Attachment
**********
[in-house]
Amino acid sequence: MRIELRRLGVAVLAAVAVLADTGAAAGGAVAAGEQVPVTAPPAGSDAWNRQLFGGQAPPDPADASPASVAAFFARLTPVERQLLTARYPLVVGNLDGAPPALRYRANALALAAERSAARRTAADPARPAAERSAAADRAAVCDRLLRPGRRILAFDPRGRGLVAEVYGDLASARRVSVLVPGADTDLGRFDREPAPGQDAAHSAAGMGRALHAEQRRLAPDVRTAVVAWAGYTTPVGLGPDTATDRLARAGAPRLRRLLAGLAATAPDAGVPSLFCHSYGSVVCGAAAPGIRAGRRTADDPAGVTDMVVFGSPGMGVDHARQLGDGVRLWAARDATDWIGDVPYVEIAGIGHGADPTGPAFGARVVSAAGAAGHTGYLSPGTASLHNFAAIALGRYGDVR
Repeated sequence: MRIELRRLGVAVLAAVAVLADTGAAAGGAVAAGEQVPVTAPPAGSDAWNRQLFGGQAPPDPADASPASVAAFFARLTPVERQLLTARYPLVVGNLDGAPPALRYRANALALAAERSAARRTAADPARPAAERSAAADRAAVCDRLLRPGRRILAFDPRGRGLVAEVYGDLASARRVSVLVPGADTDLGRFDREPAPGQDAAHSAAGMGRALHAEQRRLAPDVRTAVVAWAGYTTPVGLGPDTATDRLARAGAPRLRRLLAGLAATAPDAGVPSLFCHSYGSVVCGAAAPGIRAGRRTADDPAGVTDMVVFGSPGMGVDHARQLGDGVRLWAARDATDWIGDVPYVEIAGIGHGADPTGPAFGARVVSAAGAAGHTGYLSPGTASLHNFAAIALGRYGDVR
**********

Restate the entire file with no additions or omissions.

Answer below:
[in-house]
Amino acid sequence: MRIELRRLGVAVLAAVAVLADTGAAAGGAVAAGEQVPVTAPPAGSDAWNRQLFGGQAPPDPADASPASVAAFFARLTPVERQLLTARYPLVVGNLDGAPPALRYRANALALAAERSAARRTAADPARPAAERSAAADRAAVCDRLLRPGRRILAFDPRGRGLVAEVYGDLASARRVSVLVPGADTDLGRFDREPAPGQDAAHSAAGMGRALHAEQRRLAPDVRTAVVAWAGYTTPVGLGPDTATDRLARAGAPRLRRLLAGLAATAPDAGVPSLFCHSYGSVVCGAAAPGIRAGRRTADDPAGVTDMVVFGSPGMGVDHARQLGDGVRLWAARDATDWIGDVPYVEIAGIGHGADPTGPAFGARVVSAAGAAGHTGYLSPGTASLHNFAAIALGRYGDVR
Repeated sequence: MRIELRRLGVAVLAAVAVLADTGAAAGGAVAAGEQVPVTAPPAGSDAWNRQLFGGQAPPDPADASPASVAAFFARLTPVERQLLTARYPLVVGNLDGAPPALRYRANALALAAERSAARRTAADPARPAAERSAAADRAAVCDRLLRPGRRILAFDPRGRGLVAEVYGDLASARRVSVLVPGADTDLGRFDREPAPGQDAAHSAAGMGRALHAEQRRLAPDVRTAVVAWAGYTTPVGLGPDTATDRLARAGAPRLRRLLAGLAATAPDAGVPSLFCHSYGSVVCGAAAPGIRAGRRTADDPAGVTDMVVFGSPGMGVDHARQLGDGVRLWAARDATDWIGDVPYVEIAGIGHGADPTGPAFGARVVSAAGAAGHTGYLSPGTASLHNFAAIALGRYGDVR